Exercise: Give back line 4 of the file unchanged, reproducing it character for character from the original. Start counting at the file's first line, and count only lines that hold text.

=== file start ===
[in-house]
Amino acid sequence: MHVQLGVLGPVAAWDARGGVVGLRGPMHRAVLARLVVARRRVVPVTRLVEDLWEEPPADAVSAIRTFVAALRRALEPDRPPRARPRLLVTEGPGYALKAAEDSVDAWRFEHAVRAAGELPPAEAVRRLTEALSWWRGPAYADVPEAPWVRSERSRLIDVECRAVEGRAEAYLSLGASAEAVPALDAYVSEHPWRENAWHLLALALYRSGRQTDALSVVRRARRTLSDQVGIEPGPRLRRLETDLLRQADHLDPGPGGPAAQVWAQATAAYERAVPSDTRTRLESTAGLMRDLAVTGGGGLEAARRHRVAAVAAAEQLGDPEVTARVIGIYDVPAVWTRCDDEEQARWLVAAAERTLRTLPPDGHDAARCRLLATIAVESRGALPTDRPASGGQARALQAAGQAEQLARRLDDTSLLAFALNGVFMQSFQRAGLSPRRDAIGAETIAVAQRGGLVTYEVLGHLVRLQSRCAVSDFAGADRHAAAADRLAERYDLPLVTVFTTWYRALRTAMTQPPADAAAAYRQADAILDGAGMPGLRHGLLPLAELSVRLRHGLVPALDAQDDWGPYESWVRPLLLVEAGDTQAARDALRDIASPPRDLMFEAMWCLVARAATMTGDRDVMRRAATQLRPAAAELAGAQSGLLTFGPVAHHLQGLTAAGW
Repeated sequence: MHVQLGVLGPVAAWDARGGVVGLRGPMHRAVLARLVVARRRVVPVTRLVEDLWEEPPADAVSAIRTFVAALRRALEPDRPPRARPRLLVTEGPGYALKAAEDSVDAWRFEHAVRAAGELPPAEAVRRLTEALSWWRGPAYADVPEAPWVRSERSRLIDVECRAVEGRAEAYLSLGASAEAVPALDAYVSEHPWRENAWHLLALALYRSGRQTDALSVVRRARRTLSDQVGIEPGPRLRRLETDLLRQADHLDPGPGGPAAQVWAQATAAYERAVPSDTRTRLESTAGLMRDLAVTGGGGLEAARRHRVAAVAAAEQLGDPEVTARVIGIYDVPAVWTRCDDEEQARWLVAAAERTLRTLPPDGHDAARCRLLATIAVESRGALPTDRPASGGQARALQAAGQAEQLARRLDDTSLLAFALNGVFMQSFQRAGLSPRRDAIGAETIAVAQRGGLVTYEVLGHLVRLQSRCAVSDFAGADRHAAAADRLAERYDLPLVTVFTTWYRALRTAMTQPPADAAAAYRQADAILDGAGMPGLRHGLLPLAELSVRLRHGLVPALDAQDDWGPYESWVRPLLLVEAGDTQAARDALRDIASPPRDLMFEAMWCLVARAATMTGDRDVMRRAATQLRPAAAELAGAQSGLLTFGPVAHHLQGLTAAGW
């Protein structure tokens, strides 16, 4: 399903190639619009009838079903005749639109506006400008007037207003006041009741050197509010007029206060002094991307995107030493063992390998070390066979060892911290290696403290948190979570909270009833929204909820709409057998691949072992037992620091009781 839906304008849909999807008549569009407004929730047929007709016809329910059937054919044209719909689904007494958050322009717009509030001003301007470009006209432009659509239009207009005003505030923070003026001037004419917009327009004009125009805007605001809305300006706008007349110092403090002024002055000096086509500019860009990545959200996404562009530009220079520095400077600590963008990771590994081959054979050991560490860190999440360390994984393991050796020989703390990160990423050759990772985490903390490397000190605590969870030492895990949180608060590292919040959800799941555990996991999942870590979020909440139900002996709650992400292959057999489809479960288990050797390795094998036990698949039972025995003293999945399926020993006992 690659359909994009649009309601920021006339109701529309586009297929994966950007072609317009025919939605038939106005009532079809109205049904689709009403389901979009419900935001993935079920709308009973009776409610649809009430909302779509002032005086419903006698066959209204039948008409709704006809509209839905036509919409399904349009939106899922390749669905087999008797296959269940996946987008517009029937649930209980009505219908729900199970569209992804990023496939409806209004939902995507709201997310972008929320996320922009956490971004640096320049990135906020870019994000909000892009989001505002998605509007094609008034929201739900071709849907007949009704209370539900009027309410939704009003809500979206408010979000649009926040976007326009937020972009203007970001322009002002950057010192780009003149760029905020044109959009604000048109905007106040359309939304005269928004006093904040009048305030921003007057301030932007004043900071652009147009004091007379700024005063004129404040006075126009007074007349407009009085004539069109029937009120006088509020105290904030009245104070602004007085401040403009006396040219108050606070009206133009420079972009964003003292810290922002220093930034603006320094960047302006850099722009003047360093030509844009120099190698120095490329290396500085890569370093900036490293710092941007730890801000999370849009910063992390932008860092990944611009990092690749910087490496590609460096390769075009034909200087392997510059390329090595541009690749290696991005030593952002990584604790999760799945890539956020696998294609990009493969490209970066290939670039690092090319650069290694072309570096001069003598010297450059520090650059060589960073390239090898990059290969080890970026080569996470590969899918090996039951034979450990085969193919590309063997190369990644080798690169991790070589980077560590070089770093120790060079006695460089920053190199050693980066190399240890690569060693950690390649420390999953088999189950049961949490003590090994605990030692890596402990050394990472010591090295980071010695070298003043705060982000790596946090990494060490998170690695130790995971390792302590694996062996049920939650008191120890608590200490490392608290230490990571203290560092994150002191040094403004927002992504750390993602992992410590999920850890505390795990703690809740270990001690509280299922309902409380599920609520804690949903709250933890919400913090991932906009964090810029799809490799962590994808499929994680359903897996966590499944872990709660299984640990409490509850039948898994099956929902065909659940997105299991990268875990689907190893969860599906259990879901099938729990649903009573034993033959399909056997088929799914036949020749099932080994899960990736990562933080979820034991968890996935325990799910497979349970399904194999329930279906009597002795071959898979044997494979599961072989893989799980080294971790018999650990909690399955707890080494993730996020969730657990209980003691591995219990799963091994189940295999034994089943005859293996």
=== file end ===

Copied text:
């Protein structure tokens, strides 16, 4: 399903190639619009009838079903005749639109506006400008007037207003006041009741050197509010007029206060002094991307995107030493063992390998070390066979060892911290290696403290948190979570909270009833929204909820709409057998691949072992037992620091009781 839906304008849909999807008549569009407004929730047929007709016809329910059937054919044209719909689904007494958050322009717009509030001003301007470009006209432009659509239009207009005003505030923070003026001037004419917009327009004009125009805007605001809305300006706008007349110092403090002024002055000096086509500019860009990545959200996404562009530009220079520095400077600590963008990771590994081959054979050991560490860190999440360390994984393991050796020989703390990160990423050759990772985490903390490397000190605590969870030492895990949180608060590292919040959800799941555990996991999942870590979020909440139900002996709650992400292959057999489809479960288990050797390795094998036990698949039972025995003293999945399926020993006992 690659359909994009649009309601920021006339109701529309586009297929994966950007072609317009025919939605038939106005009532079809109205049904689709009403389901979009419900935001993935079920709308009973009776409610649809009430909302779509002032005086419903006698066959209204039948008409709704006809509209839905036509919409399904349009939106899922390749669905087999008797296959269940996946987008517009029937649930209980009505219908729900199970569209992804990023496939409806209004939902995507709201997310972008929320996320922009956490971004640096320049990135906020870019994000909000892009989001505002998605509007094609008034929201739900071709849907007949009704209370539900009027309410939704009003809500979206408010979000649009926040976007326009937020972009203007970001322009002002950057010192780009003149760029905020044109959009604000048109905007106040359309939304005269928004006093904040009048305030921003007057301030932007004043900071652009147009004091007379700024005063004129404040006075126009007074007349407009009085004539069109029937009120006088509020105290904030009245104070602004007085401040403009006396040219108050606070009206133009420079972009964003003292810290922002220093930034603006320094960047302006850099722009003047360093030509844009120099190698120095490329290396500085890569370093900036490293710092941007730890801000999370849009910063992390932008860092990944611009990092690749910087490496590609460096390769075009034909200087392997510059390329090595541009690749290696991005030593952002990584604790999760799945890539956020696998294609990009493969490209970066290939670039690092090319650069290694072309570096001069003598010297450059520090650059060589960073390239090898990059290969080890970026080569996470590969899918090996039951034979450990085969193919590309063997190369990644080798690169991790070589980077560590070089770093120790060079006695460089920053190199050693980066190399240890690569060693950690390649420390999953088999189950049961949490003590090994605990030692890596402990050394990472010591090295980071010695070298003043705060982000790596946090990494060490998170690695130790995971390792302590694996062996049920939650008191120890608590200490490392608290230490990571203290560092994150002191040094403004927002992504750390993602992992410590999920850890505390795990703690809740270990001690509280299922309902409380599920609520804690949903709250933890919400913090991932906009964090810029799809490799962590994808499929994680359903897996966590499944872990709660299984640990409490509850039948898994099956929902065909659940997105299991990268875990689907190893969860599906259990879901099938729990649903009573034993033959399909056997088929799914036949020749099932080994899960990736990562933080979820034991968890996935325990799910497979349970399904194999329930279906009597002795071959898979044997494979599961072989893989799980080294971790018999650990909690399955707890080494993730996020969730657990209980003691591995219990799963091994189940295999034994089943005859293996």